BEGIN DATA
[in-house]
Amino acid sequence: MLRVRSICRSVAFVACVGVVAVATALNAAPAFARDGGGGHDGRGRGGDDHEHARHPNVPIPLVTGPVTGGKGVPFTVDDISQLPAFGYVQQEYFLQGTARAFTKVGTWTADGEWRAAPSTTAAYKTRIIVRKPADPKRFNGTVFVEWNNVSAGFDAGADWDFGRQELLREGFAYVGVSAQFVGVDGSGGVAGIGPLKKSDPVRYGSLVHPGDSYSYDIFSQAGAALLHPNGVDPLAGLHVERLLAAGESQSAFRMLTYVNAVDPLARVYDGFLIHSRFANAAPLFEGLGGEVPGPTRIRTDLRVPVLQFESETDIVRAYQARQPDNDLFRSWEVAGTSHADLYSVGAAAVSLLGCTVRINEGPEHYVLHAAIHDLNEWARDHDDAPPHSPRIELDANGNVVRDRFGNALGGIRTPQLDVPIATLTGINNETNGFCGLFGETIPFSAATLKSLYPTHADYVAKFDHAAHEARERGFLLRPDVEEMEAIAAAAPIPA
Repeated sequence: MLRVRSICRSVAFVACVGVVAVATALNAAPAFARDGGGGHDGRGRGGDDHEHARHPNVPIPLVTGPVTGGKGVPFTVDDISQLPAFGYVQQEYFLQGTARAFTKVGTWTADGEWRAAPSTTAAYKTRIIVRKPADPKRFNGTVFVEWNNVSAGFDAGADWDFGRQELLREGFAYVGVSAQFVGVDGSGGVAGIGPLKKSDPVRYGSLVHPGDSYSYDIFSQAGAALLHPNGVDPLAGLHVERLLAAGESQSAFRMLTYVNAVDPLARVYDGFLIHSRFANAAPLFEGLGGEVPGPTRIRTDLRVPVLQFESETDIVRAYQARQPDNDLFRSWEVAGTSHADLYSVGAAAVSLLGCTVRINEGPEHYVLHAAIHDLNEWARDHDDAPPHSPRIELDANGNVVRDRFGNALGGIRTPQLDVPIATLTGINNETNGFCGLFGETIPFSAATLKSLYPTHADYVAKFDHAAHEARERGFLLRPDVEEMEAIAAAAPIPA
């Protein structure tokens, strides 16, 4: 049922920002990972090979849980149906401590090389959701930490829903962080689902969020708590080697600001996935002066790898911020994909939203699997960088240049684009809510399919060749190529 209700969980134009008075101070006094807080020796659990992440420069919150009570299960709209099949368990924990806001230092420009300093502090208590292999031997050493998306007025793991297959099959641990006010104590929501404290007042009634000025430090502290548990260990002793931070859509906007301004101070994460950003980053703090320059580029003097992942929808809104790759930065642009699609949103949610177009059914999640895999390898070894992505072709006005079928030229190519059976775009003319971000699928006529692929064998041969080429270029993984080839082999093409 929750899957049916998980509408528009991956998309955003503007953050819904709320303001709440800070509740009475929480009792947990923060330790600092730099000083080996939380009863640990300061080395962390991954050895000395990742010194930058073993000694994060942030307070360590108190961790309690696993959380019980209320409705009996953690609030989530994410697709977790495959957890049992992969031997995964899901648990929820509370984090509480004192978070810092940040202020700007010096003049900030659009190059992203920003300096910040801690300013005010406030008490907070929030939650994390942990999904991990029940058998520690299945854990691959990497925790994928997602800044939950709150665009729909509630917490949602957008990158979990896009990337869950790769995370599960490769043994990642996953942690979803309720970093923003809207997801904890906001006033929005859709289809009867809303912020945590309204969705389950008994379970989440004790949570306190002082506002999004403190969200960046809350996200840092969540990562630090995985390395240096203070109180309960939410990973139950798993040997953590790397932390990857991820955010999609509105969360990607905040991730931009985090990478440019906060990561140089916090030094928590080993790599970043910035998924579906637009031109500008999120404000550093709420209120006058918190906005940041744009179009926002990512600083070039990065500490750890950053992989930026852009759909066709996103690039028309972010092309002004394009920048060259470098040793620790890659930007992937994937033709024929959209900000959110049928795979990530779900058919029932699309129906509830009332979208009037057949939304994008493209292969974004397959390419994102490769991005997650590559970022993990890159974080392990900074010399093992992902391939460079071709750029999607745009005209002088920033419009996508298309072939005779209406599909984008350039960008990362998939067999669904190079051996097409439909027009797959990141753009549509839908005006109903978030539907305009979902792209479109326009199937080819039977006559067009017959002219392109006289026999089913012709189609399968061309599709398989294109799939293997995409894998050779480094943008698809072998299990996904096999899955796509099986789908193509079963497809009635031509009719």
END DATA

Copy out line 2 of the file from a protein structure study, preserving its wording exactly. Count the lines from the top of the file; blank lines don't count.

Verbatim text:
Amino acid sequence: MLRVRSICRSVAFVACVGVVAVATALNAAPAFARDGGGGHDGRGRGGDDHEHARHPNVPIPLVTGPVTGGKGVPFTVDDISQLPAFGYVQQEYFLQGTARAFTKVGTWTADGEWRAAPSTTAAYKTRIIVRKPADPKRFNGTVFVEWNNVSAGFDAGADWDFGRQELLREGFAYVGVSAQFVGVDGSGGVAGIGPLKKSDPVRYGSLVHPGDSYSYDIFSQAGAALLHPNGVDPLAGLHVERLLAAGESQSAFRMLTYVNAVDPLARVYDGFLIHSRFANAAPLFEGLGGEVPGPTRIRTDLRVPVLQFESETDIVRAYQARQPDNDLFRSWEVAGTSHADLYSVGAAAVSLLGCTVRINEGPEHYVLHAAIHDLNEWARDHDDAPPHSPRIELDANGNVVRDRFGNALGGIRTPQLDVPIATLTGINNETNGFCGLFGETIPFSAATLKSLYPTHADYVAKFDHAAHEARERGFLLRPDVEEMEAIAAAAPIPA